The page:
One thing that shall never be clarified is how much of the contention concerning eight cabinet ministers the debate around whom resulted in an imminent cabinet reshuffle – or dissolving the cabinet altogether – is fact, and what is fiction.
A singular example is how much Energy and Minerals minister William Ngeleja has been criticised by all the powers inside the powerful energy monopoly of Tanesco for ‘delay’ in securing the vital guarantee from the government for a Sh408bn loan from commercial banks. Would it not have been better to blame the governor of the central bank, or the Minister for Finance?
There are even some worries that people may quarrel in private life and then spill their venom on the floor of Parliament ostensibly defending public interests, for instance when Kahama MP James Lembeli corrected Minister Ezekiel Maige on a house he purchased.
The minister said it was around 400,000 dollars and the MP promptly corrected that it was 700,000 dollars, which may be right, but its factual validity does not resolve the basic issue of where he personally comes in into all that. Institutions exist to probe into individuals’ lives when the need arises, not one-man tribunals and ethical committees.
A columnist in this issue says that one basic reason for periodic parliamentary uproars that have tarnished legislative life in the fourth phase administration is the cost of running for election, that it is too high. Thus each elected MP seeks to recover the cost and obtain some tangible benefit as well, in which case becoming a member of the cabinet helps quite a lot in achieving as much.
What he did not say is that not so long ago the whole of Parliament was agreed about raising their sitting allowances from Sh70,000 to at least Sh200,000 per day which the premier approved and the president hesitated, and while he was still appealing for ‘wisdom’ the doctors came in with the first strike, killing the deal.
MPs are furious their own plans are being derailed while ministers have it all easy, so they go forking everywhere for the usually possible misdemeanours, from the likes of David Jairo to Richmond, and parliamentary life is engulfed in dispute.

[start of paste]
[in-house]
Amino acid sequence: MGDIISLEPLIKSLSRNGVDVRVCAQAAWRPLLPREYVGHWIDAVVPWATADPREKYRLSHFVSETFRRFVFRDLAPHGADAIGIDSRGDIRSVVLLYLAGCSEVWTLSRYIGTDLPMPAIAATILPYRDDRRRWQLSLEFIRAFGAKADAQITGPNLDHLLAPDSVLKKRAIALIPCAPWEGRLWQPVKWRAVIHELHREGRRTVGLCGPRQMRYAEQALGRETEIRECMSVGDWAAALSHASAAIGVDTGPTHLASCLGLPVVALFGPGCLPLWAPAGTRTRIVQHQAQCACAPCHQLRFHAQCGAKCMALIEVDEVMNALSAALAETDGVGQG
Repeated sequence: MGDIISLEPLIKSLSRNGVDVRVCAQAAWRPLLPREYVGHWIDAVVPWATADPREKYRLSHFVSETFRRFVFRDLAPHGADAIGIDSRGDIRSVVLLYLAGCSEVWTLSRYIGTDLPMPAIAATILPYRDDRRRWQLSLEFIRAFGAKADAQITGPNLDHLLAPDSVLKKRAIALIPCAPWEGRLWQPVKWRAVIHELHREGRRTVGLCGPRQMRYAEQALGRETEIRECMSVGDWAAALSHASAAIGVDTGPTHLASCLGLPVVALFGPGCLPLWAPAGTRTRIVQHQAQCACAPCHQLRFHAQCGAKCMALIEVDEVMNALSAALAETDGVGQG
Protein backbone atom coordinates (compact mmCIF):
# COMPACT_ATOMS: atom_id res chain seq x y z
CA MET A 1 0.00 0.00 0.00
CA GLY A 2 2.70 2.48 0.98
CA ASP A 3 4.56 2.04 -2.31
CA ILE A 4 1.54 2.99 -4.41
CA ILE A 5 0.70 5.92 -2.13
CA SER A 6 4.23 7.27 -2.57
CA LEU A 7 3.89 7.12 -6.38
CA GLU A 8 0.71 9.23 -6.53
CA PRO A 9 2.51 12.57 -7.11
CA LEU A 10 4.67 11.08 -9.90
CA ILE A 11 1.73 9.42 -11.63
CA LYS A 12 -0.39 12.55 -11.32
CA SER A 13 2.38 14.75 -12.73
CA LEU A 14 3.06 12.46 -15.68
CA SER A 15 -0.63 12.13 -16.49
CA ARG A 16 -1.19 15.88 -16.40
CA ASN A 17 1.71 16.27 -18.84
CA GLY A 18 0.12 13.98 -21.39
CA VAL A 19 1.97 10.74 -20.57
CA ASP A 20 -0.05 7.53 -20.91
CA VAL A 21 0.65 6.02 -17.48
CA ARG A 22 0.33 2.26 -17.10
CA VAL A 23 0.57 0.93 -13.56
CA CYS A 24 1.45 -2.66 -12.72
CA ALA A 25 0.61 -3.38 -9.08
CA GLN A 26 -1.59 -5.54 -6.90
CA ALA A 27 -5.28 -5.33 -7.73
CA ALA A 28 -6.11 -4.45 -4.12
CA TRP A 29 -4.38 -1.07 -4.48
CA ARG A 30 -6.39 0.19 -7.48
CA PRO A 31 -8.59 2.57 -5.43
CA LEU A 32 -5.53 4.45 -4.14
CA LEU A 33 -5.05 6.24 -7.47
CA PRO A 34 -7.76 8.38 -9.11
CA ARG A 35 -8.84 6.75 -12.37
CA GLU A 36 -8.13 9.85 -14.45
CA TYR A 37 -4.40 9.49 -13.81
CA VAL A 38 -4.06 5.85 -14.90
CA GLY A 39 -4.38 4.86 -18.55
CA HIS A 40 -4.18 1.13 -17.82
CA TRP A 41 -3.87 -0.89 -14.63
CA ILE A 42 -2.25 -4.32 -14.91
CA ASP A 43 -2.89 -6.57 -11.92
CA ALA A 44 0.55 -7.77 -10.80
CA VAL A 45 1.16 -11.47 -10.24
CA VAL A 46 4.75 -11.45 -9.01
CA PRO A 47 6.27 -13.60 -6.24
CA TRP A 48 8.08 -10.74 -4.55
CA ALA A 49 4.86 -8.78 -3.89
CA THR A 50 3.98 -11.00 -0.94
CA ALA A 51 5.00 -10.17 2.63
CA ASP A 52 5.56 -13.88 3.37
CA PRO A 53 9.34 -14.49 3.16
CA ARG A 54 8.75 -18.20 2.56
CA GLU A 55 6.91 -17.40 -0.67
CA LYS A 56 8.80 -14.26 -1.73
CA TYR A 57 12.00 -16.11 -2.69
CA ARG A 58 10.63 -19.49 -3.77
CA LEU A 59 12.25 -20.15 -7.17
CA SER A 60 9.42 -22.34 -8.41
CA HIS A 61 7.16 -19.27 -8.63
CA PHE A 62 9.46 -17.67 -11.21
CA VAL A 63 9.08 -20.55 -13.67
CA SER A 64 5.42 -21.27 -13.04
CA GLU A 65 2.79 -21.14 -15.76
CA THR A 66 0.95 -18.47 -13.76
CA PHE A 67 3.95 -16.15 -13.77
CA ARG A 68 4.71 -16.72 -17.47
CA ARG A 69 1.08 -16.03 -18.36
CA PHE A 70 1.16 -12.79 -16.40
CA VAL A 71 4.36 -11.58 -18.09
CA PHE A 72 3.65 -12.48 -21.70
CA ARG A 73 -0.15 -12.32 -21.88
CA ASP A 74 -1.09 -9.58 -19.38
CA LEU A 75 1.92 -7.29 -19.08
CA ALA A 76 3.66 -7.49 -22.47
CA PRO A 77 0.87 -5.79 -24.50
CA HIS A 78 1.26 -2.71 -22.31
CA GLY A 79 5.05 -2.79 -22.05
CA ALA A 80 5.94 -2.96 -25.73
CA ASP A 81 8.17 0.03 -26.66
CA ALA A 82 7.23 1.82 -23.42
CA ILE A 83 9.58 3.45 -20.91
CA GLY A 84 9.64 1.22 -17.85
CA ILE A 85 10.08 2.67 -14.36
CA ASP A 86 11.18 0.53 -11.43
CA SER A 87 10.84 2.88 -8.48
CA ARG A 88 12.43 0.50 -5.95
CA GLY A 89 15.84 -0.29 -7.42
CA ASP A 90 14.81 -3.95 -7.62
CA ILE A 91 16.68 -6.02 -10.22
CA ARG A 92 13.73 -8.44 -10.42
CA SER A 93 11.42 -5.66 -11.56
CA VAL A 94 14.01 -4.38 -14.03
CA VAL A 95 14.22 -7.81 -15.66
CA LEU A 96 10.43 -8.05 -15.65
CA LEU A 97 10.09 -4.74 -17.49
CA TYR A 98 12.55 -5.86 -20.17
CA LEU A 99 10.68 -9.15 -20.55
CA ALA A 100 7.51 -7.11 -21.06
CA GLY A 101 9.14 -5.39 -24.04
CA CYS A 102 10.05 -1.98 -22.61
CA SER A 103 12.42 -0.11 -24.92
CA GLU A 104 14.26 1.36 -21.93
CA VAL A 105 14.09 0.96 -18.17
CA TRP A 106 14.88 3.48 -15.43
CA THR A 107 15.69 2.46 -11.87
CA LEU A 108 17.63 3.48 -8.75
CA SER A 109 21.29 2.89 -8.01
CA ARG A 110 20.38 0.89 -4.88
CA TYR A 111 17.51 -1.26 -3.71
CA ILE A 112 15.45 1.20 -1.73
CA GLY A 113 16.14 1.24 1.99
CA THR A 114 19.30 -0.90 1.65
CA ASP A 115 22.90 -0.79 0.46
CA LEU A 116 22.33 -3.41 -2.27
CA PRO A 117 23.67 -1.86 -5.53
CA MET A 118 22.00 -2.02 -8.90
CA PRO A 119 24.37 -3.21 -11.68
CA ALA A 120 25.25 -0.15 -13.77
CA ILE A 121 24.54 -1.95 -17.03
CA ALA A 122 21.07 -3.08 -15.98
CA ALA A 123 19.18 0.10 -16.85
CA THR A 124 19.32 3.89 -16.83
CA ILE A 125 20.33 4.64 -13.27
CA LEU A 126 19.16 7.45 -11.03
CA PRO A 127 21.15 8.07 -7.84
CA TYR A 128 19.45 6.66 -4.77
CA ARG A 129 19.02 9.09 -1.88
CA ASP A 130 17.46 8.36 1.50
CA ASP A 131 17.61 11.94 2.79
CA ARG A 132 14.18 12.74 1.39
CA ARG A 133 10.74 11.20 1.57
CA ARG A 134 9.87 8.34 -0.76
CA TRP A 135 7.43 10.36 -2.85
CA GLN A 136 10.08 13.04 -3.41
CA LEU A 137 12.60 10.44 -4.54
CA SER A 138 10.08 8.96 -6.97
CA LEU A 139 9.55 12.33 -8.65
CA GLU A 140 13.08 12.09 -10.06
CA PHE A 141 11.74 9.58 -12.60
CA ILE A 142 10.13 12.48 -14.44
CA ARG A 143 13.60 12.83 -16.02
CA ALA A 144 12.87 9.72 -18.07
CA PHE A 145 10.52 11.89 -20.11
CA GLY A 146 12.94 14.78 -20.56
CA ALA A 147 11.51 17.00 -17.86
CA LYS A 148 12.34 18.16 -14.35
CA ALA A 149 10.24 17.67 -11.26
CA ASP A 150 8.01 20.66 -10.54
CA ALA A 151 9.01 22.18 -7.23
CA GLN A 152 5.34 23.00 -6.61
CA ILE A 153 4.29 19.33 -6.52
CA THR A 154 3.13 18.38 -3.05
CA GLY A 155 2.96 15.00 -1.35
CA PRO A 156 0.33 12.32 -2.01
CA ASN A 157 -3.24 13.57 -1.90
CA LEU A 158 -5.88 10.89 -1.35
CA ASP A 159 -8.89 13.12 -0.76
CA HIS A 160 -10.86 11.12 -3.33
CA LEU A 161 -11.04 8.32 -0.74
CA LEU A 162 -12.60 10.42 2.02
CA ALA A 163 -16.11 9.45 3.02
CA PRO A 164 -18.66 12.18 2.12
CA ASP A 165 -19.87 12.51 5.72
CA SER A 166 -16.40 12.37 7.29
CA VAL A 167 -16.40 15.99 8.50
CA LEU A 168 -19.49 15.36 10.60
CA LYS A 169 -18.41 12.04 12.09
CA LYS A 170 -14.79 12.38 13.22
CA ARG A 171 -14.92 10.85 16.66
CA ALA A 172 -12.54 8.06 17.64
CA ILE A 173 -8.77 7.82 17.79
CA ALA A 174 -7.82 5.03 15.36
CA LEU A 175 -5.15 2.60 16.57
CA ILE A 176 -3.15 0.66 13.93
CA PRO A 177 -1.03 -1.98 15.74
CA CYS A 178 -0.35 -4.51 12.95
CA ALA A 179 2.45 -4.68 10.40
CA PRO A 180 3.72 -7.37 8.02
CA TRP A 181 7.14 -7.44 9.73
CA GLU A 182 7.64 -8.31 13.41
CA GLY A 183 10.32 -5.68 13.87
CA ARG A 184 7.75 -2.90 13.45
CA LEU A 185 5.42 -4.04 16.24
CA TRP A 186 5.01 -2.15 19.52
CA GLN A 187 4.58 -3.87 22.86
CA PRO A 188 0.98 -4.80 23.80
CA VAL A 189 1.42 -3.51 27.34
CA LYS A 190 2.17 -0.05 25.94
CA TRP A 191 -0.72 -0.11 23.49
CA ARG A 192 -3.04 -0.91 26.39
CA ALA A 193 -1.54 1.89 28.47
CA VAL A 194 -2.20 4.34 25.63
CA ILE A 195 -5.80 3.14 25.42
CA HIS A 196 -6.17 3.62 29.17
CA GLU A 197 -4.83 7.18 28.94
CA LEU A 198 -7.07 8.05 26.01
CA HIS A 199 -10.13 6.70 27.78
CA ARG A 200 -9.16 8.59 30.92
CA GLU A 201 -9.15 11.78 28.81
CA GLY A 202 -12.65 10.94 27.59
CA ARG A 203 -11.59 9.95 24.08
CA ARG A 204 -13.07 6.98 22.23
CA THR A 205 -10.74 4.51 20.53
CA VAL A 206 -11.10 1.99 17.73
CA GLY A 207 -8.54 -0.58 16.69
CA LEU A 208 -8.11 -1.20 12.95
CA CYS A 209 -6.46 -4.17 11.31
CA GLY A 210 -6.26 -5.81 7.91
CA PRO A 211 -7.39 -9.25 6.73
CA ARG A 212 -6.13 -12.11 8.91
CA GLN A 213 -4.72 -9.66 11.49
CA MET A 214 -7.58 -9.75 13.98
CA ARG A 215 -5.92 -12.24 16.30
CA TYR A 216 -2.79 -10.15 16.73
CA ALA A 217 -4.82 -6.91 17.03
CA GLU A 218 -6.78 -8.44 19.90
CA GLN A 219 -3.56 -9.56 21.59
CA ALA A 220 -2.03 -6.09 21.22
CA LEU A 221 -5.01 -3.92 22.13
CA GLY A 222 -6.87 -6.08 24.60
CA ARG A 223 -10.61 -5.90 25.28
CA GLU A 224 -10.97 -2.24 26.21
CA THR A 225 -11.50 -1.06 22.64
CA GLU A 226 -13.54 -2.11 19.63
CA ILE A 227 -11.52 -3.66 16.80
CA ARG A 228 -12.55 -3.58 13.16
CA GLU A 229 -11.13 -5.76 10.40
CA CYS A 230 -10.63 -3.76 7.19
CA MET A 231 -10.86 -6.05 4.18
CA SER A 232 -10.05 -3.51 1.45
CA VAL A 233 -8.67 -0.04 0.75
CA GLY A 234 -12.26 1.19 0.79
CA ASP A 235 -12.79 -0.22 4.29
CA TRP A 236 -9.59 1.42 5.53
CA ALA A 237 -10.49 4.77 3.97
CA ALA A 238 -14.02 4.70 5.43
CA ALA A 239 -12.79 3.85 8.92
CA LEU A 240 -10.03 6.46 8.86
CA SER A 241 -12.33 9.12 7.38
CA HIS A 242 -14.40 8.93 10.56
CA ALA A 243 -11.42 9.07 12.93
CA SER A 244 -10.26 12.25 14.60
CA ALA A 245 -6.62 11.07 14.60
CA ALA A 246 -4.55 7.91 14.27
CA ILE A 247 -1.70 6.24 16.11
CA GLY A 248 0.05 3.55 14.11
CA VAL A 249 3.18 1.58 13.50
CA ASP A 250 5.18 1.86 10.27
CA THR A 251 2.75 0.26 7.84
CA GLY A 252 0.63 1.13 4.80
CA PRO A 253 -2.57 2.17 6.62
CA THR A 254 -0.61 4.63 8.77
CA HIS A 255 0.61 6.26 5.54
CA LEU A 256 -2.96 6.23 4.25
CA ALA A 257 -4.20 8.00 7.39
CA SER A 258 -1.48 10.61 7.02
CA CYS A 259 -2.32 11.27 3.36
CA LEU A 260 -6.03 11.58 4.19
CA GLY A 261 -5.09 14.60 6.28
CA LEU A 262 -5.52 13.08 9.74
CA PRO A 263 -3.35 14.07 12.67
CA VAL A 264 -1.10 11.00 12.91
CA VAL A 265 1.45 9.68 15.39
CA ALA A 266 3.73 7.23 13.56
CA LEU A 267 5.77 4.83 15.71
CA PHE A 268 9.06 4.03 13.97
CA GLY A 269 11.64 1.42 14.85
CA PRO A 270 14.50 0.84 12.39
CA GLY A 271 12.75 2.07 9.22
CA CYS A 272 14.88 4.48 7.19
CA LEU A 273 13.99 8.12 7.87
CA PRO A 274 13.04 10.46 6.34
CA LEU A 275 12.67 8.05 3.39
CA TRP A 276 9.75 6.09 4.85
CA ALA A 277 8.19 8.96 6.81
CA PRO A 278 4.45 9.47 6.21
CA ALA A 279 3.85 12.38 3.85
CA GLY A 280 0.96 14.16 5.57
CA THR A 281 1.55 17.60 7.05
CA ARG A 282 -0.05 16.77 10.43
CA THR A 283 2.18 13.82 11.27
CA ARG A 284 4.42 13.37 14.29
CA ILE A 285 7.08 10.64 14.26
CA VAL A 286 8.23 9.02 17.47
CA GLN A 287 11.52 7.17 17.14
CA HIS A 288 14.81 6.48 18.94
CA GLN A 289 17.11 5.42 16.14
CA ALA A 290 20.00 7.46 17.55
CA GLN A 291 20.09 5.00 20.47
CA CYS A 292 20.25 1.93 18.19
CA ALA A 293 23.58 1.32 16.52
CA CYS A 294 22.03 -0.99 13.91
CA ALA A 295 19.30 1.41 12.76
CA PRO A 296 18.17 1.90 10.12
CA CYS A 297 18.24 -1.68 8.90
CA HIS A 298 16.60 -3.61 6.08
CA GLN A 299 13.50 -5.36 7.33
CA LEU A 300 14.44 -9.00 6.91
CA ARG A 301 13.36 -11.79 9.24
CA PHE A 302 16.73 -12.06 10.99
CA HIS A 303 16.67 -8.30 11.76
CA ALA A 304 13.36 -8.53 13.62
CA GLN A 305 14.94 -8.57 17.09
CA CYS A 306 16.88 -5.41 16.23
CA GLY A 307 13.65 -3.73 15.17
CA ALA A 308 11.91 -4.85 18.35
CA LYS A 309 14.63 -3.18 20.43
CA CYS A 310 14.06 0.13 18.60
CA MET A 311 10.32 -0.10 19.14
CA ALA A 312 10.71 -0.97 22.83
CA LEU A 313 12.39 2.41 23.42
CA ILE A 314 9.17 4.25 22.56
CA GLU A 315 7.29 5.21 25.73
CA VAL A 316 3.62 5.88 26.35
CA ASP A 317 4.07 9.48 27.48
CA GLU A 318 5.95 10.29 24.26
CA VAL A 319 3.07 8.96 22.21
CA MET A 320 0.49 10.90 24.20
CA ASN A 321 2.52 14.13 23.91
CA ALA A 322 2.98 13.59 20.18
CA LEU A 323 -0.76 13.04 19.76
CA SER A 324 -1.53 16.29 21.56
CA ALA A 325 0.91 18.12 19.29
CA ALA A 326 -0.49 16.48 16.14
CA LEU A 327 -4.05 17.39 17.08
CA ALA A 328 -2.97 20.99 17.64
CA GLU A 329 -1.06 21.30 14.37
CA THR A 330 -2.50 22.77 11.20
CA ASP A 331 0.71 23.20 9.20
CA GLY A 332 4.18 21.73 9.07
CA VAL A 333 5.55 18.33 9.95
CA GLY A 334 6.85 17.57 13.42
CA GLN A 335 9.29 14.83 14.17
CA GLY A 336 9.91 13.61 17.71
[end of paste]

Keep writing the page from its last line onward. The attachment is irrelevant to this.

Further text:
This leads to a different requirement, that a method of evaluating the performance of a cabinet minister (and indeed other top public officials) be instituted so as to end calumny and witch hunting as a method of government, or as pleasure seeking by MPs.
There are countries which already have such a system, one being arch-reformist Rwanda, where at the end of the year the Auditor General and the President sit with each minister, or any contested minister and show the balance sheet, whereupon he or she is asked if, on the basis of that performance, he or she is still needed in government. It isn’t hard to see what to respond.
Another country with such an assessment system is Kenya where a minister is required to have 70 percent performance mark to retain his position in Cabinet.
It is unclear how such controls may include a test of opinion among clients, organisations which the minister oversees, or should strictly be based on financial returns.
All the same, other lines of information regarding a particular sector would be helpful in evaluating the minister’s action, as negative perception by society has a reason, as it is partly caused by the targeted individual by either failure or omission. Having provided the pretext, the ill will of others finishes the rest, and we hear what the minister paid for to obtain a house, without the semblance of an inquiry having been performed; suddenly we want him out.
So in order to get out of this kind of culture, a few things might have to be introduced, that questions concerning the private activities of ministers as individuals need to be directed to the Ethics Committee so as to be investigated, not exploded in Parliament as a one stop shop.
Secondly, objective methods be set up to evaluate the work of the cabinet especially in relation to supervision of projects in sectors they oversee, and distinctions be made as to failures of direction and supervision, from objective scarcity of resources.
If such distinctions will not be put up, the habit where the failure of the government to do this and that isn’t explained from resources but a minister will remain, and therefore no cabinet will be stable. For example Kahama has few or no tarmac roads, so let’s see what the minister bought lately, or misnomers of the sort, which don’t help political stability.